DECEMBER 24, 1824


Born about 1764, his Choctaw name meant “Warrior’s Seat is Finished.”  From 1779 to 1814, Pushmataha waged war against the Creek, even siding with US and earning the title “Indian General” in the War of 1812.  After Pushmataha became Chief of the Choctaw Nation, he entered several treaties with the US trying to save Choctaw lands.  In 1820, Gen. Andrew Jackson tried to bully him into a treaty saying “I am Andrew Jackson, and, by the Eternal, you shall sign that treaty . . . .”  Pushmataha replied, “I am Pushmataha, head chief of the Choctaws; and, by the Eternal, I will not sign that treaty.”  In 1824, he led a Choctaw delegation to meet with President Monroe to stop further land cessions.  He said:  “[N]one of my forefathers, nor any Choctaws, ever drew bows against the United States . . . [Pres. Jefferson] told me, if ever we got into trouble, we must run and tell him.  I am come.”   He died in Washington and was buried in Congressional Cemetery as a Brig. General.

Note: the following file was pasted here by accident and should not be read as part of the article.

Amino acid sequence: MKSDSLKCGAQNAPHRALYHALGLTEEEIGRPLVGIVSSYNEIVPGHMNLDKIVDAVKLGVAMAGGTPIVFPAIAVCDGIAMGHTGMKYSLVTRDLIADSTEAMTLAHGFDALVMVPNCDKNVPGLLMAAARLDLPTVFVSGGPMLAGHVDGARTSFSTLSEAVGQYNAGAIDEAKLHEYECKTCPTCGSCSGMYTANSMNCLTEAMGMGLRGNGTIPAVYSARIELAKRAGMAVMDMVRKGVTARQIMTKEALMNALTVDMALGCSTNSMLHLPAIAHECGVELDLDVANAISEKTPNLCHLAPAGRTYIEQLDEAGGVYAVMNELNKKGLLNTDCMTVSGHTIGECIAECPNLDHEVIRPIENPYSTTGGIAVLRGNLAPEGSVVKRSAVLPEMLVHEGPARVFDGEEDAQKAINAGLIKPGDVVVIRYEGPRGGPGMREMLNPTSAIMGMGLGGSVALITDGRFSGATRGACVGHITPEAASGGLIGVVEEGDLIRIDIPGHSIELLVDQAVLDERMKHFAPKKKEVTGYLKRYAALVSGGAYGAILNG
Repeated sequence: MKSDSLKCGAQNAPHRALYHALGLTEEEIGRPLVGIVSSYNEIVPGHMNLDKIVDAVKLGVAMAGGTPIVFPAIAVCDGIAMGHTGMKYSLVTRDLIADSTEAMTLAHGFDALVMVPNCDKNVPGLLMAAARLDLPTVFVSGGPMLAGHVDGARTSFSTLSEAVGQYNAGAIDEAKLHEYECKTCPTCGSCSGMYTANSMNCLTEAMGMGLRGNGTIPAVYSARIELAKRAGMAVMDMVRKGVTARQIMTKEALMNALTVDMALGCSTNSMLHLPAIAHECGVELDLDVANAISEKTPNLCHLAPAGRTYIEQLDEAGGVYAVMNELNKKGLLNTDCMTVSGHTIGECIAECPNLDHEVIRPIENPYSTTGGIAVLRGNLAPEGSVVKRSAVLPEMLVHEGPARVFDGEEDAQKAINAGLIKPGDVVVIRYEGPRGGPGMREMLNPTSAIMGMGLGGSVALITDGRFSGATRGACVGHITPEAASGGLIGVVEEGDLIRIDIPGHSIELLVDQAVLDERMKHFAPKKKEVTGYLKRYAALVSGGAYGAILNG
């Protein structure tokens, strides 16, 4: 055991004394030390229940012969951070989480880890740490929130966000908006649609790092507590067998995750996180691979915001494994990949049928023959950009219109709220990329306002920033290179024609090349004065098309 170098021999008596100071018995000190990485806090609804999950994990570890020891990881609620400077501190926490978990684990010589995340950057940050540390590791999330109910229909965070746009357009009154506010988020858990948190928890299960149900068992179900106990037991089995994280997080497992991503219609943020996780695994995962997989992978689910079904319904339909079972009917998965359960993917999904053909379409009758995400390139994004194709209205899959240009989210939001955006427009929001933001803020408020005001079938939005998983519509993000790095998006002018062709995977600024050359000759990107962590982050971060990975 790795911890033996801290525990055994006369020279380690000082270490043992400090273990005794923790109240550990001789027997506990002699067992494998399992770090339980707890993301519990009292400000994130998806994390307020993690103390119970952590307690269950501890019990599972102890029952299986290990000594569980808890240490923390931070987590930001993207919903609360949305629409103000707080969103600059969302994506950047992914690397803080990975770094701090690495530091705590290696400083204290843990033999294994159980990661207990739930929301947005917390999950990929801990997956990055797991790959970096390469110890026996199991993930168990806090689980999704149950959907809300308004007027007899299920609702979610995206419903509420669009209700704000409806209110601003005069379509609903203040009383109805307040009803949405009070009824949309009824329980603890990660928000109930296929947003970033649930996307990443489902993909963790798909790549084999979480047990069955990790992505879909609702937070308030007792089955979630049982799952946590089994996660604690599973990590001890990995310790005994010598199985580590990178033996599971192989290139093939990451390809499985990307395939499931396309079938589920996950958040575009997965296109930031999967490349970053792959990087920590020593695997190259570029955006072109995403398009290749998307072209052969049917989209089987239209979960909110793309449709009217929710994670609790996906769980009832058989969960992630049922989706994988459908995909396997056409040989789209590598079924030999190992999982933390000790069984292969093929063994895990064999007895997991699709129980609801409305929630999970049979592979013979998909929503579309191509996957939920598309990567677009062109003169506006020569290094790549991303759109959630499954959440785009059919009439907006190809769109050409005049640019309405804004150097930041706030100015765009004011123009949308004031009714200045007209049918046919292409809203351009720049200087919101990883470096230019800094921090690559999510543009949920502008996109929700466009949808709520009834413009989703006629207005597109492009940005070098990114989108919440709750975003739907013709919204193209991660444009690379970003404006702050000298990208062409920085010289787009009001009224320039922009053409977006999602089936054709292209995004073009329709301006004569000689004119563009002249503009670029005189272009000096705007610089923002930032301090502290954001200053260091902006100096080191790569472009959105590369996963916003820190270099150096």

Source:  Ellen Pack, "Pushmataha Great Choctaw Chief," Mississippi Genealogical and Historical Research. Retrieved 8/9/2019,
Portrait:  Charles Bird King (1785-1862), 1824.  Public Domain in the US:  Pre-1/1/1925.  Likely Public Domain elsewhere where copyright term is author’s life plus 100 years or less. 

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